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 economic depressions 💵

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مُساهمةموضوع: economic depressions 💵    السبت 19 أغسطس - 14:12

Ludwig von Mises had predicted the depression during the heyday of the great boom of the 1920s—a time, just like today, when economists and politicians, armed with a “new economics” of perpetual inflation, and with new “tools” provided by the Federal Reserve System, proclaimed a perpetual “New Era” of permanent prosperity guaranteed by our wise economic doctors in Washington.
Ludwig von Mises, alone armed with a correct theory of the business cycle, was one of the very few economists to predict the Great Depression, and hence the economic world was forced to listen to him with respect. F. A. Hayek spread the word in England, and the younger English economists were all, in the early 1930s, beginning to adopt the Misesian cycle theory for their analysis of the depression—and also to adopt, of course, the strictly free-market policy prescription that flowed with this theory.
Unfortunately, economists have now adopted the historical notion of Lord Keynes: That no “classical economists” had a theory of the business cycle until Keynes came along in 1936. There was a theory of the depression; it was the classical economic tradition; its prescription was strict hard money and laissez-faire; and it was rapidly being adopted, in England and even in the United States, as the accepted theory of the business cycle. (A particular irony is that the major “Austrian” proponent in the United States in the early and mid-1930s was none other than Professor Alvin Hansen, very to make his mark as the outstanding Keynesian disciple in this country.)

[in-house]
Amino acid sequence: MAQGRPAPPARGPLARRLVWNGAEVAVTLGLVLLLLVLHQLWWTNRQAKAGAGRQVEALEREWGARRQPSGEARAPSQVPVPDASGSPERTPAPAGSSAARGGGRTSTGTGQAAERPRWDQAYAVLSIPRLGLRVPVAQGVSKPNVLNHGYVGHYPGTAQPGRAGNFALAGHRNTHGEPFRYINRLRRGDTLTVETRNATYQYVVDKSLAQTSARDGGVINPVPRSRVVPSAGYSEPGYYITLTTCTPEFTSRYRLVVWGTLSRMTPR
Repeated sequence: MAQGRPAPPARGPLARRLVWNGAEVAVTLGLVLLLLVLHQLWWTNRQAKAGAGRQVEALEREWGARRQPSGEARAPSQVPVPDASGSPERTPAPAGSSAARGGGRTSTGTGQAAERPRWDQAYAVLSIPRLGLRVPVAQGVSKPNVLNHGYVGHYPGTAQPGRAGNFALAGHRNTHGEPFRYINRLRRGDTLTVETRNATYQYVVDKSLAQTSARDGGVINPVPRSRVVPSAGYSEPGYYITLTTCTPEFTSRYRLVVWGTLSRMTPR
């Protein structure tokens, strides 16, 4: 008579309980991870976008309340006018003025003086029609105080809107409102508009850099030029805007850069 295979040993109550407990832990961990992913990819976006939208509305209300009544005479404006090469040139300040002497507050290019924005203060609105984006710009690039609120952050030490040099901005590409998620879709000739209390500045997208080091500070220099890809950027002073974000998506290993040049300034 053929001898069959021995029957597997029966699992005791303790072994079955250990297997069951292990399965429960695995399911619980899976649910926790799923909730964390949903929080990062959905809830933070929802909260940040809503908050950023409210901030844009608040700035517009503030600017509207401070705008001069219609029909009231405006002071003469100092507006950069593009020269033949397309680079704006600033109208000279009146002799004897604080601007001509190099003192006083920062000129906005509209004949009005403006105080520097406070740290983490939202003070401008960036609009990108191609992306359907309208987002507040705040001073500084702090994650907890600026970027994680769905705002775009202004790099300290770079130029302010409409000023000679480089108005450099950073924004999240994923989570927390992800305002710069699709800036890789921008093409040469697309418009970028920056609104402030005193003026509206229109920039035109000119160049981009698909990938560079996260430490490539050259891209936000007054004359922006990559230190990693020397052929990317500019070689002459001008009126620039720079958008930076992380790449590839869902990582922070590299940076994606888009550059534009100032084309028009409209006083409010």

What swamped the growing acceptance of Misesian cycle theory was simply the “Keynesian Revolution”—the amazing sweep that Keynesian theory made of the economic world shortly after the publication of the General Theory in 1936.
It is not that Misesian theory was refuted successfully; it was just forgotten in the rush to climb on the suddenly fashionable Keynesian bandwagon. Some of the leading adherents of the Mises theory—who clearly knew better—succumbed to the newly established winds of doctrine, and won leading American university posts as a consequence.
But now the once arch-Keynesian London Economist has recently pro-claimed that “Keynes is Dead.”
After over a decade of facing trenchant theoretical critiques and refutation by stubborn economic facts, the Keynesians are now in general and massive retreat.
Once again, the money supply and bank credit are being grudgingly acknowledged to play a leading role in the cycle. The time is ripe—for a rediscovery, a renaissance, of the Mises theory of the business cycle.
It can come none too ; if it ever does, the whole concept of a Council of Economic Advisors would be swept away, and we would see a massive retreat of government from the economic sphere.
But for all this to happen, the world of economics, and the public at large, must be made aware of the existence of an explanation of the business cycle that has lain neglected on the shelf for all too many tragic years.
Economic Depressions: Their Cause and Cure / Murray Rothbard .
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economic depressions 💵
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